Beating bowel cancer together

Liz Gray, Gateshead

This story has been archived. Read other real life stories here.

I was diagnosed with stage 4 bowel cancer in August 2012, at just 31.

In January 2012, I was experiencing a lot of the classic bowel cancer symptoms: change in bowel habits, loss of energy, painful tummy aches and I lost of a lot of weight.

I went to the GP seven times. Unfortunately they were always locum doctors so I never saw the same person twice. As a young, healthy person with no family history I was told over and over again that it was irritable bowel syndrome (IBS). It was incredibly frustrating as I was so sure there was something very seriously wrong with me. I even raised with them the possibility of bowel cancer but was just told that it’s extremely unlikely.

Eventually I was referred for a colonoscopy. During the procedure the camera “hit” the tumor. It was really painful and it was impossible to get past it. It was also visible on the screen in front of me. In recovery I got told I would have to stay a bit longer than expected and was introduced to my nurse specialist. They said they had to check whether it was Crohn’s disease or bowel cancer, but it was fairly clear.

Weirdly, I was a bit relieved that they had found something because it meant they could do something, the pain would stop and I would get my energy back. The CT and MRI scans also implied that the cancer hadn’t spread, so it could be a relatively straight forward operation.

I had surgery where they removed the tumour in my bowel. However the cancer had spread so they also removed all my ovaries, fallopian tubes as well as small section of my kidney.

When I was recovering from the surgery they talked to me about freezing my eggs. However the success rates are really low, and it would have delayed the start of chemo and meant another procedure. It was always unclear what the final impact on having kids was, so I decided against it. It has been one of the most upsetting things about it all, and the aspect that has taken the longest to come to terms with. One of the best things was the extra bond that developed with my sister, especially when she said that she would donate eggs at any time to help me.

Around four months after surgery, I started my course of chemotherapy. It left me feeling nauseous, tired, super sensitive to the cold and feeling achy all over my body. It made my eye sight worse and there is such a thing as ‘chemo brain’, I felt cloudy. It made making decisions and any forms of stress very difficult to deal with.

Although the initial treatment was very unpleasant – it’s the aftermath that has the most long term impact. I’ve had long periods where my mental health has deteriorated. I’ve had to change careers, from a well-paid job to one that is much easier but has left me with financial worries. For a long time I was scared of getting ill and became a bit of hypochondriac. I couldn’t get travel insurances and I was scared of being too far away from a hospital. I became less brave and adventurous.

After treatment had finished I “discovered” rowing, which has been amazing. I didn’t want to go back to the sports that I did pre-cancer, but starting something new, with an amazing group of strong people, was perfect for me. Lining up for the first race, in a double with my best mate, was one of the scariest, but most fun things I have done – I still get the buzz getting into any rowing boat now.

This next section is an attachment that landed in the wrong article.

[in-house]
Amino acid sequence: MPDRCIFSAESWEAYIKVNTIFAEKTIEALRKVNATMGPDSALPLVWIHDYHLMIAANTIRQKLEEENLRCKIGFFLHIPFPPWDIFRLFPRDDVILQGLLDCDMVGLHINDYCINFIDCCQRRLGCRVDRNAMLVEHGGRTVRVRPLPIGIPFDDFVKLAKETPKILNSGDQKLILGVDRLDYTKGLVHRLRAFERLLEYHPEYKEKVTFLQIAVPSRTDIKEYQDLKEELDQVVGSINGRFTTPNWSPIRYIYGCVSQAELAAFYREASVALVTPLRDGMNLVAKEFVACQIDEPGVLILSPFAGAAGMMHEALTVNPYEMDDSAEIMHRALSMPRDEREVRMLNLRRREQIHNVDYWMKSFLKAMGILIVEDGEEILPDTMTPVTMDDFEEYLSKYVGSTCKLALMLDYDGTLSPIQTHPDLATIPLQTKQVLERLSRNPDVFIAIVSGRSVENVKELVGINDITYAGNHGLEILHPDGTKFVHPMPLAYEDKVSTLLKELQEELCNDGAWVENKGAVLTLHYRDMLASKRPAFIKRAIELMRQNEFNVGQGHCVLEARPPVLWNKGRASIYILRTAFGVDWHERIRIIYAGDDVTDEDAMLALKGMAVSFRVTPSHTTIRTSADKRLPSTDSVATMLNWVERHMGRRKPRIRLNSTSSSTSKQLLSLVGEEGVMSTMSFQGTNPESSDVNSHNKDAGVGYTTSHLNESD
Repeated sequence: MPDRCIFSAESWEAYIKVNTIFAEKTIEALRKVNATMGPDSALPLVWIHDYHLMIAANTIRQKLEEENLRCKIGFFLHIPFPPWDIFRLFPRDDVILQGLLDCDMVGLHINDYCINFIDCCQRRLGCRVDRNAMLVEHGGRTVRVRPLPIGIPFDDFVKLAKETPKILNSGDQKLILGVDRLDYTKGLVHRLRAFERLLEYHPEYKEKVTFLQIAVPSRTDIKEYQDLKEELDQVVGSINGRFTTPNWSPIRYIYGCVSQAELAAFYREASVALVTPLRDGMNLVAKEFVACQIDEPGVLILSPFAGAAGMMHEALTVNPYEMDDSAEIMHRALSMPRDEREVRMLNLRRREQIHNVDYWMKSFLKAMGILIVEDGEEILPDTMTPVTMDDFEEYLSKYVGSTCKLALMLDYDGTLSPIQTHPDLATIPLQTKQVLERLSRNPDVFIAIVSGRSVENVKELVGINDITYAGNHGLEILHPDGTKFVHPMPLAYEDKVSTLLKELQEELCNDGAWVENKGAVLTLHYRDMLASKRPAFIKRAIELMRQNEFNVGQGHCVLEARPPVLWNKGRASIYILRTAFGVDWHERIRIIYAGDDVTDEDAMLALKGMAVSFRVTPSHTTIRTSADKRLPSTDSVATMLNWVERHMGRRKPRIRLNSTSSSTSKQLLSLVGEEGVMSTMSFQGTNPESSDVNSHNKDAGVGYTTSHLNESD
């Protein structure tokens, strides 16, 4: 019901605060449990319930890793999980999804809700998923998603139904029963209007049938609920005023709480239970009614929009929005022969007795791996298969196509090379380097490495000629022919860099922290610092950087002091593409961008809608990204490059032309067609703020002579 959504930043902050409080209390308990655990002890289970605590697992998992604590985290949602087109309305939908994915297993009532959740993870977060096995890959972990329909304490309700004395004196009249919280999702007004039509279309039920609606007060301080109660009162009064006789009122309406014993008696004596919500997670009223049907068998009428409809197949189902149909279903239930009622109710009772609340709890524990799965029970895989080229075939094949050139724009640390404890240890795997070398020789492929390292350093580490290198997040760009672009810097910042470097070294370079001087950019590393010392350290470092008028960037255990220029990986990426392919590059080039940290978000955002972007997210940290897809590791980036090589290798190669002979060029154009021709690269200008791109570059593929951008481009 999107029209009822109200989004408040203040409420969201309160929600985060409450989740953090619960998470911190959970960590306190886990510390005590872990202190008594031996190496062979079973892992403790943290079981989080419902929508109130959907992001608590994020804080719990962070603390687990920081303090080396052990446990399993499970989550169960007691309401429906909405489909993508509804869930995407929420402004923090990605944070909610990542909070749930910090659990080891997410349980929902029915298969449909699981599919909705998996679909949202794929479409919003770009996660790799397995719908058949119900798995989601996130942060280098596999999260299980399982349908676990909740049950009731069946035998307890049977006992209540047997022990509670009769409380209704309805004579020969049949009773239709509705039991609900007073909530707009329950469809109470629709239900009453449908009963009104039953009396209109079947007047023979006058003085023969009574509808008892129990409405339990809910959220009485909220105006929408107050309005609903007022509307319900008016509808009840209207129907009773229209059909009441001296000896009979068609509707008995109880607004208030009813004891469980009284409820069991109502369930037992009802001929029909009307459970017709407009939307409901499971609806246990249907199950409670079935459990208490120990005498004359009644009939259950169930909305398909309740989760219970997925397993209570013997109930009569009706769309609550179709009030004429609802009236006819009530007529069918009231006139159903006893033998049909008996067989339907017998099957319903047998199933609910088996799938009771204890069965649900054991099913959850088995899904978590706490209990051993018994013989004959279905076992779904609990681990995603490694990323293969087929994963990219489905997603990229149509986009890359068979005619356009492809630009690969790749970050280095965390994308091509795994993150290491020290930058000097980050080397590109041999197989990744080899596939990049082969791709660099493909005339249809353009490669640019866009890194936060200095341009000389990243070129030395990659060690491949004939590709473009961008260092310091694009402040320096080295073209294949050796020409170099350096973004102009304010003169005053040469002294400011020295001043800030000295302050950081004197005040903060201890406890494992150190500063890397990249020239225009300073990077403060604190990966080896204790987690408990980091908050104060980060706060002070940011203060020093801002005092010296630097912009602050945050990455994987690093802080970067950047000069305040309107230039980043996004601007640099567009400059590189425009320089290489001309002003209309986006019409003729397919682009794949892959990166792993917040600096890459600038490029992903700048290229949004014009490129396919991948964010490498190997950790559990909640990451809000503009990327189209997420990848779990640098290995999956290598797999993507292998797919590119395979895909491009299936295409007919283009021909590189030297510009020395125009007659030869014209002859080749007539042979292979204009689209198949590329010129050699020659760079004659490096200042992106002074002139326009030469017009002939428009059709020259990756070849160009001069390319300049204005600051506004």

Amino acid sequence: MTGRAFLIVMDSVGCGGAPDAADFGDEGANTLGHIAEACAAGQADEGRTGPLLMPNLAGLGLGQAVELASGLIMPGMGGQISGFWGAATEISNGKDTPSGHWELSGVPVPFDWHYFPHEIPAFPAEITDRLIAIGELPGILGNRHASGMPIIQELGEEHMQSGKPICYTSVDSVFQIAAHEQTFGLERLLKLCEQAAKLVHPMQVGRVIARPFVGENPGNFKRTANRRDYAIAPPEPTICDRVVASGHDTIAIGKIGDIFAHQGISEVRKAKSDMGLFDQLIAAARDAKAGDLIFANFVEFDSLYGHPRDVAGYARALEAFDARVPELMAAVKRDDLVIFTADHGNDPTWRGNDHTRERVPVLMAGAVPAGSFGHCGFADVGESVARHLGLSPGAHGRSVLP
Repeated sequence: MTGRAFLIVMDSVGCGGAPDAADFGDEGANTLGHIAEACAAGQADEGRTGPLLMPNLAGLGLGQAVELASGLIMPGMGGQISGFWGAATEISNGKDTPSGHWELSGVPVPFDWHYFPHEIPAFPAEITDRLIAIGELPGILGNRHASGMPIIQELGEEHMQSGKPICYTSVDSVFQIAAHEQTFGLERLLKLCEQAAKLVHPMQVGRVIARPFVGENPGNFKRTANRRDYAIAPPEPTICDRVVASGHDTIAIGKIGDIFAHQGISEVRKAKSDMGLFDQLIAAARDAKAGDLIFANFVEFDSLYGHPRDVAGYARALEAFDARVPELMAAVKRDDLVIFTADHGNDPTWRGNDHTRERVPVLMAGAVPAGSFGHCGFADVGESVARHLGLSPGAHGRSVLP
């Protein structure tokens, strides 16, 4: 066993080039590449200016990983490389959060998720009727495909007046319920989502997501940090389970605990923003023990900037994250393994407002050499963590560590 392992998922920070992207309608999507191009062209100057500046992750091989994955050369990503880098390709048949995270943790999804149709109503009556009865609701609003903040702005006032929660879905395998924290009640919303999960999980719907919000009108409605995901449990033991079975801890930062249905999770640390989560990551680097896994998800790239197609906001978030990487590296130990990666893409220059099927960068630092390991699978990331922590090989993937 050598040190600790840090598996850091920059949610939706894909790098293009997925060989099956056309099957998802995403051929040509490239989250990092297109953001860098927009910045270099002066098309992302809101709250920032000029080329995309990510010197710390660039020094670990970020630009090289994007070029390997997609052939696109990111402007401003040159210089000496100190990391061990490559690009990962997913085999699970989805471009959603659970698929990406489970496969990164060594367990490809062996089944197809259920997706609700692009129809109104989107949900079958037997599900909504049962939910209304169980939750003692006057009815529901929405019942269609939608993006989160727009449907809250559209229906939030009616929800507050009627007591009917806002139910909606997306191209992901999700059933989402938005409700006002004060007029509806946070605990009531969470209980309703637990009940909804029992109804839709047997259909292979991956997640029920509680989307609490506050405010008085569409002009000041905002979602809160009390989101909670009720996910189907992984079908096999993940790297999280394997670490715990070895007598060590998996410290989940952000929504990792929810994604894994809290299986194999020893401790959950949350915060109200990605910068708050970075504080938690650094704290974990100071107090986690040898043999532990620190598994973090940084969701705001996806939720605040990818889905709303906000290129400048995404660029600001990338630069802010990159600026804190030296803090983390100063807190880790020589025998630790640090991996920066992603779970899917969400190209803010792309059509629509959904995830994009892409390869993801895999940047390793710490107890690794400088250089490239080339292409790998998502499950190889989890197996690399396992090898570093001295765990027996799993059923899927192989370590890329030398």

I was thinking about doing an ironman challenge before getting ill, so that was definitely on the list, and completing it made me feel like I was stronger than cancer. I also managed to qualify for my age group for a standard distance triathlon to race as part of Team GB, so pulling on my personalised tri-suit felt pretty good.

I have always done quite a lot of fell running, but I am now mentally better (if still physically weaker) at longer, hillier muddy runs. And I am back into climbing, camping and watching the stars on a regular basis.

I start a new job in October 2020. For me that marks a complete recovery – taking back control of my life, making choices that are right for me, not dictated by the impact of cancer. I am looking forward to getting more excited about a career again, and using my brain again. I will still use the mental strength that I have gained – it has been a really valuable learning and has had more silver linings than I was expecting.

Since finishing treatment I’ve had to go back to hospital a few more times for colonoscopies, and have had polyps removed fairly regularly. I also had early stage cervical cancer, and due to scar tissues from the original operation I had to have a kidney removed three years ago. I didn’t have a specific moment being five years clear of the disease, but the last two colonoscopies were clear, and my nurse specialist and I agreed to stop monitoring. That was amazing, with a tinge of anxiety – there is something very reassuring about being checked a lot and the comfort blanket of the NHS.

I am excited about not thinking about cancer! It is no longer a major “thing” in my life, and it has taken a while for that to happen.

But we’re leading change

Never Too Young is leading change for younger bowel cancer patients. Every year 2,500 younger people are diagnosed with bowel cancer in the UK. Our research has shown that younger bowel cancer patients have a very different experience of diagnosis, treatment and care.

What are we calling for?

  • Improved clinical guidance and practice on bowel cancer in younger people

  • Improved identification of people with genetic conditions and access to surveillance screening

  • Improved information for younger people on bowel cancer symptoms

Back to younger people with bowel cancer

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